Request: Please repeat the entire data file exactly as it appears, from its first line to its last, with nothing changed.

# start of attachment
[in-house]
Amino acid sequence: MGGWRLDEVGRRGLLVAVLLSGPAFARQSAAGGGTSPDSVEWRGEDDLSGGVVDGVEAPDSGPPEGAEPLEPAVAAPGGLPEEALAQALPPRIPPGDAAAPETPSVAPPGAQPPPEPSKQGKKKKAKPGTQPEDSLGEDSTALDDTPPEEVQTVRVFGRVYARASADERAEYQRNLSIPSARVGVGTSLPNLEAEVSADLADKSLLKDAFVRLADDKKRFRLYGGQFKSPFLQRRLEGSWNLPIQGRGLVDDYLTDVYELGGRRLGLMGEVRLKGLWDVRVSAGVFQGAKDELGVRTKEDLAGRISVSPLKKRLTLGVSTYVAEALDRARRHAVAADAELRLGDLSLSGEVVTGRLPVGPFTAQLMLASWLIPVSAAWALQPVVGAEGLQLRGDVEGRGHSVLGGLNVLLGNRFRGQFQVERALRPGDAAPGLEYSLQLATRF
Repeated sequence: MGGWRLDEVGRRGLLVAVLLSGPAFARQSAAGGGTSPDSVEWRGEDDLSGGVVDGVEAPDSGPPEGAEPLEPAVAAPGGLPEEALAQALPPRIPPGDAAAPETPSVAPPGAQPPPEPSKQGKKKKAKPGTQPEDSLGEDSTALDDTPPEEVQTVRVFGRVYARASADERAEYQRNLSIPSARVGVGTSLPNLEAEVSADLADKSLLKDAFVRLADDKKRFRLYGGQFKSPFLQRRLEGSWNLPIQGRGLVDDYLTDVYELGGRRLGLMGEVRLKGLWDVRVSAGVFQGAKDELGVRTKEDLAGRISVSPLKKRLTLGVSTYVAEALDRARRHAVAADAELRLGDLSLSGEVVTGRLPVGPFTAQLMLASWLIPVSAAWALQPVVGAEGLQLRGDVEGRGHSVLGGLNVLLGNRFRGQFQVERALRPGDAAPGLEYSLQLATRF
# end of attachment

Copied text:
[in-house]
Amino acid sequence: MGGWRLDEVGRRGLLVAVLLSGPAFARQSAAGGGTSPDSVEWRGEDDLSGGVVDGVEAPDSGPPEGAEPLEPAVAAPGGLPEEALAQALPPRIPPGDAAAPETPSVAPPGAQPPPEPSKQGKKKKAKPGTQPEDSLGEDSTALDDTPPEEVQTVRVFGRVYARASADERAEYQRNLSIPSARVGVGTSLPNLEAEVSADLADKSLLKDAFVRLADDKKRFRLYGGQFKSPFLQRRLEGSWNLPIQGRGLVDDYLTDVYELGGRRLGLMGEVRLKGLWDVRVSAGVFQGAKDELGVRTKEDLAGRISVSPLKKRLTLGVSTYVAEALDRARRHAVAADAELRLGDLSLSGEVVTGRLPVGPFTAQLMLASWLIPVSAAWALQPVVGAEGLQLRGDVEGRGHSVLGGLNVLLGNRFRGQFQVERALRPGDAAPGLEYSLQLATRF
Repeated sequence: MGGWRLDEVGRRGLLVAVLLSGPAFARQSAAGGGTSPDSVEWRGEDDLSGGVVDGVEAPDSGPPEGAEPLEPAVAAPGGLPEEALAQALPPRIPPGDAAAPETPSVAPPGAQPPPEPSKQGKKKKAKPGTQPEDSLGEDSTALDDTPPEEVQTVRVFGRVYARASADERAEYQRNLSIPSARVGVGTSLPNLEAEVSADLADKSLLKDAFVRLADDKKRFRLYGGQFKSPFLQRRLEGSWNLPIQGRGLVDDYLTDVYELGGRRLGLMGEVRLKGLWDVRVSAGVFQGAKDELGVRTKEDLAGRISVSPLKKRLTLGVSTYVAEALDRARRHAVAADAELRLGDLSLSGEVVTGRLPVGPFTAQLMLASWLIPVSAAWALQPVVGAEGLQLRGDVEGRGHSVLGGLNVLLGNRFRGQFQVERALRPGDAAPGLEYSLQLATRF